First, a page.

Bexar County commissioners approved a measure Tuesday to give nearly every Bexar County elected official a small pay raise under the County’s proposed budget plan for the fiscal year 2016-2017.
Some officials will receive a two or four percent increase in salary, ranging anywhere from $2,244 for the County commissioners to $3,936 for full-time Justices of the Peace.
The Citizen’s Advisory Committee proposes salary and allowance recommendations, which come out of the County’s general fund, every two years after drawing comparisons with other large Texas counties and making adjustments based on San Antonio’s cost of living. It was created nearly 20 years ago to avoid elected officials “(being) accused of raising our own salary,” Commissioner Paul Elizondo (Pct. 2) said.
The County commissioners, clerk, district clerk, tax assessor-collector, and the sheriff will receive two percent salary increases, while the constables and justices of the peace will receive a four percent increase.
The Judge Probate’s salary will be the only one that will remain the same at $161,492. Commissioners will approve the entire budget for next year in September.
In addition to the committee’s recommendations Tuesday, County Manager David Smith proposed raising the annual wages of District Attorney Nico LaHood and Judge Nelson Wolff, both of which he considered low compared to other large Texas counties.
Most other counties, Smith said, have separate positions for the criminal district attorney and the county attorney, but for Bexar County LaHood serves as both.
LaHood, who receives $140,000 in state pay, currently receives a supplement from the County of $44,773, plus a $6,000 auto allowance. Smith recommended increasing that supplement, bringing it to $102,000. In total, LaHood’s salary will amount to $242,000, including the same $6,000 car allowance.
Smith arrived at that number by combining and averaging the salaries for the district and county attorneys for Travis and Harris counties, he said.
Judge Nelson Wolff will see a more than $20,000 salary increase, bringing it to $155,741 with a $9,000 car allowance. The total $164,741 wage is the median salary for “county judges across all major urban counties when you adjust for the cost of living,” Smith said.
Wolff’s son, Commissioner Kevin Wolff (Pct. 3), was uneasy to vote on the matter.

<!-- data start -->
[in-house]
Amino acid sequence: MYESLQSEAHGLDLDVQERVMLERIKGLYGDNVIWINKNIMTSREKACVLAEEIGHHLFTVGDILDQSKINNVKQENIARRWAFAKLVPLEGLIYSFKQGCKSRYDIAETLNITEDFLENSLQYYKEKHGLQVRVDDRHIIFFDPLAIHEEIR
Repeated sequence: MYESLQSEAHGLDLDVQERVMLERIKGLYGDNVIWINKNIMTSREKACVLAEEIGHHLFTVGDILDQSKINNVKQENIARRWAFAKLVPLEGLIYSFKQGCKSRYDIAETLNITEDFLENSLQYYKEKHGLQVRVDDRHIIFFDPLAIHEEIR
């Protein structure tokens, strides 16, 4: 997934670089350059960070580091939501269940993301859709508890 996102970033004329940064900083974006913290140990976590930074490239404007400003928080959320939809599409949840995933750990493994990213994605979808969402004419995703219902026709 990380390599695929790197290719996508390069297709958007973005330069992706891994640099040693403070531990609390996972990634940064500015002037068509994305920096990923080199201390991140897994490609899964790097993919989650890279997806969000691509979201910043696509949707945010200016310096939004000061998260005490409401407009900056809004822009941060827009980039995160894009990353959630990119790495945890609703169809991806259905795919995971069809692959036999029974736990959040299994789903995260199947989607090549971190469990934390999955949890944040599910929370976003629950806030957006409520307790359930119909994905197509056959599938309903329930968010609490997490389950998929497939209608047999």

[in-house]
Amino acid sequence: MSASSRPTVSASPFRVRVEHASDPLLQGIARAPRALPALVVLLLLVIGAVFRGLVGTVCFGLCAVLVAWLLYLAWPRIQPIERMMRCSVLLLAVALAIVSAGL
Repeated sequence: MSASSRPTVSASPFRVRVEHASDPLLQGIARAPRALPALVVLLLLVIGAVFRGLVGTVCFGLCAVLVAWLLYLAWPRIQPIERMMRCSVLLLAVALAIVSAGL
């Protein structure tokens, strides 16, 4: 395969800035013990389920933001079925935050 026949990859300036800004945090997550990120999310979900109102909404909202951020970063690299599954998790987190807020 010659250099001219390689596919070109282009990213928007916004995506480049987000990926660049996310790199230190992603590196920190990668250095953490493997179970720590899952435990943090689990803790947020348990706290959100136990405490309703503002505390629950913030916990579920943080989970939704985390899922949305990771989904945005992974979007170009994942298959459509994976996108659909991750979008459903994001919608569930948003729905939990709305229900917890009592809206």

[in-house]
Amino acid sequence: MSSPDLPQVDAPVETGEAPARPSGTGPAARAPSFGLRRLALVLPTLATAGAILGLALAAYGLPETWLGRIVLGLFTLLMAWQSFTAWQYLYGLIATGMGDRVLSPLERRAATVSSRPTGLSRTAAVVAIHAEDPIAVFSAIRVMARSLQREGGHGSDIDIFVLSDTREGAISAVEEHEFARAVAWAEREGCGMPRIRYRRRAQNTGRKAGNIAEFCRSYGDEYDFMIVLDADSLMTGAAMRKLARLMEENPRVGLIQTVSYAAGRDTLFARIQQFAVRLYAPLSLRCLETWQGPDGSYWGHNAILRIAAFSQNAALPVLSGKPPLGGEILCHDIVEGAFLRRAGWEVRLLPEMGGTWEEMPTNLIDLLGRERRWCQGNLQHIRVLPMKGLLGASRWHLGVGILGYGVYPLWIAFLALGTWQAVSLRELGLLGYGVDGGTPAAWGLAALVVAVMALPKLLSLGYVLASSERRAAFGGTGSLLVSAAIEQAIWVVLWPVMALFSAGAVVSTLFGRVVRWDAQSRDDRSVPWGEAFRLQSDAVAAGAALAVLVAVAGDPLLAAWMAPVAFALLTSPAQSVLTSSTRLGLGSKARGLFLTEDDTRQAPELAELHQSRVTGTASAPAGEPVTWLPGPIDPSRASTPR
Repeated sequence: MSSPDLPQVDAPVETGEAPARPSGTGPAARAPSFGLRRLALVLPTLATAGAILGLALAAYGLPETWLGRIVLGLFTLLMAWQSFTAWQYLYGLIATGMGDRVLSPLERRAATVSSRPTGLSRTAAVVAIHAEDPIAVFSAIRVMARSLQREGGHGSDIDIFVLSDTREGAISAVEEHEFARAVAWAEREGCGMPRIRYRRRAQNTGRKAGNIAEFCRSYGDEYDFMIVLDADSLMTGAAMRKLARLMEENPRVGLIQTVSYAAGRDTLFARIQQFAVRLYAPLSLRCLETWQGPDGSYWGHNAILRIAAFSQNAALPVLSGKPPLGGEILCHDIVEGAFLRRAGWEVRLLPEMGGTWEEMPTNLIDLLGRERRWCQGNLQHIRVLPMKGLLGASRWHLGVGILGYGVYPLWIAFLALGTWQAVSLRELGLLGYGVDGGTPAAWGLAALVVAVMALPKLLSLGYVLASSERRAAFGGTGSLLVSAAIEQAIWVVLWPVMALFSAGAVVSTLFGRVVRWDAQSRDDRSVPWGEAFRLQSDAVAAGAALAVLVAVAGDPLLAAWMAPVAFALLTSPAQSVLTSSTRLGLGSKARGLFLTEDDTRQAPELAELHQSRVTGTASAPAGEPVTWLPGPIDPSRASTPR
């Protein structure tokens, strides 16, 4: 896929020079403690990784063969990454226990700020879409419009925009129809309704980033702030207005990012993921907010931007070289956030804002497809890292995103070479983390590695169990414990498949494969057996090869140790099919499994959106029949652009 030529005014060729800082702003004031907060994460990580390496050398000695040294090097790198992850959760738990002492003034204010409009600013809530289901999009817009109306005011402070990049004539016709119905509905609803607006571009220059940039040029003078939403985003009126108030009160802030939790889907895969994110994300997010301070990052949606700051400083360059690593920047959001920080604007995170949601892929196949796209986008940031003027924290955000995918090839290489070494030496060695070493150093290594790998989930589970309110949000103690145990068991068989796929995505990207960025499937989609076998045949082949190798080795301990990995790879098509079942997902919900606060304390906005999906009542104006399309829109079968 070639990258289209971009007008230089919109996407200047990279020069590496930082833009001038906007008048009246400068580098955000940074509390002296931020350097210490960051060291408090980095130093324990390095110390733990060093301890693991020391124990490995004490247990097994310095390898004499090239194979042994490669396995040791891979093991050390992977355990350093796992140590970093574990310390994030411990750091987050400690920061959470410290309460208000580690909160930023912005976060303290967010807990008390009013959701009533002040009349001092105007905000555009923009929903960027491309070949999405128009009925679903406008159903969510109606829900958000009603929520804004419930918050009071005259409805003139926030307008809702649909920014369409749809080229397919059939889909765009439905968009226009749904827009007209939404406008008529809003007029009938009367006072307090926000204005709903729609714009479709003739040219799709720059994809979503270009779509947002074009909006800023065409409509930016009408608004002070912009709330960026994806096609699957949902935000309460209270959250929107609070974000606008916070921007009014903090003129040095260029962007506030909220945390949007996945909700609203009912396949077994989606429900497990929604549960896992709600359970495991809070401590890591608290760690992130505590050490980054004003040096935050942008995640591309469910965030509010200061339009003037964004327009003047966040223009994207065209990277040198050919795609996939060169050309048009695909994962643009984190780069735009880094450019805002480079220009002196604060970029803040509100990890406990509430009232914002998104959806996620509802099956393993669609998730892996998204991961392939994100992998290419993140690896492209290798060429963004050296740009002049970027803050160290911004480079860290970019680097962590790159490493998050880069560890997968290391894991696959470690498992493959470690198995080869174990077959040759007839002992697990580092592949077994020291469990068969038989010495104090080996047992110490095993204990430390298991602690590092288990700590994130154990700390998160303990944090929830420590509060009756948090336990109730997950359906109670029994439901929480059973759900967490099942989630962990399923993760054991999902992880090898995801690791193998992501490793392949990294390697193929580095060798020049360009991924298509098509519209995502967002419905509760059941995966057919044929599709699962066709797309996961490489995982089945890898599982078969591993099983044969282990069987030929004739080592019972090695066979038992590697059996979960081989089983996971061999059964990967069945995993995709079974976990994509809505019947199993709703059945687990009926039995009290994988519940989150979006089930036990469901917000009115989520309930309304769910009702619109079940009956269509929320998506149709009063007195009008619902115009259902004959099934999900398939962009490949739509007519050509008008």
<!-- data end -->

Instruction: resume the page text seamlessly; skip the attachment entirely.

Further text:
“I think that the math is correct, I think the position deserves that level of compensation, however,” Kevin told the DA’s Chief of the Civil Division Edward Schweninger, “if there’s a conflict I don’t want to cross that line.” Schweninger told him it wouldn’t be a conflict for him to cast his vote.
Officials, who were made aware of their proposed salary adjustments on Tuesday, have until Monday, Aug. 1 to dispute their adjustments. Some past officials who have done so have received more than the proposed amount.
Meanwhile, commissioners approved a request to add 17,075 hours of mandatory overtime for detention officers at the Bexar County Adult Detention Center. The overtime hours – which will go through the remainder of the fiscal year until Sept. 30 – will fill the gaps left by a shortage of officers.
The detention center has “a higher average daily jail population, just under 3,800 for this month,” said Assistant County Manager Tina Smith-Dean, but there are almost 100 vacancies for detention officers.
The County has already spent $250,000 on overtime this year, and the new hours will add $512,000.
In the past month, there have been four inmate suicides at the detention center, but Bexar County officials said that a lack of staffing has not contributed to this issue. Wolff, who has reviewed the case files of the four inmates, noted that there have been a large number of delays in “getting these people to trial.” One inmate was waiting for three years, he said.
“We need to make sure we’re handling it right from the jail. You can imagine the psychological pressures of sitting in jail three years and you can’t even get a trial,” Wolff said. “I think were doing everything we can to prevent incidents like that, but … three years in that jail without trial is just not right.”
Top image: Judge Nelson Wolff. File photo by Scott Ball.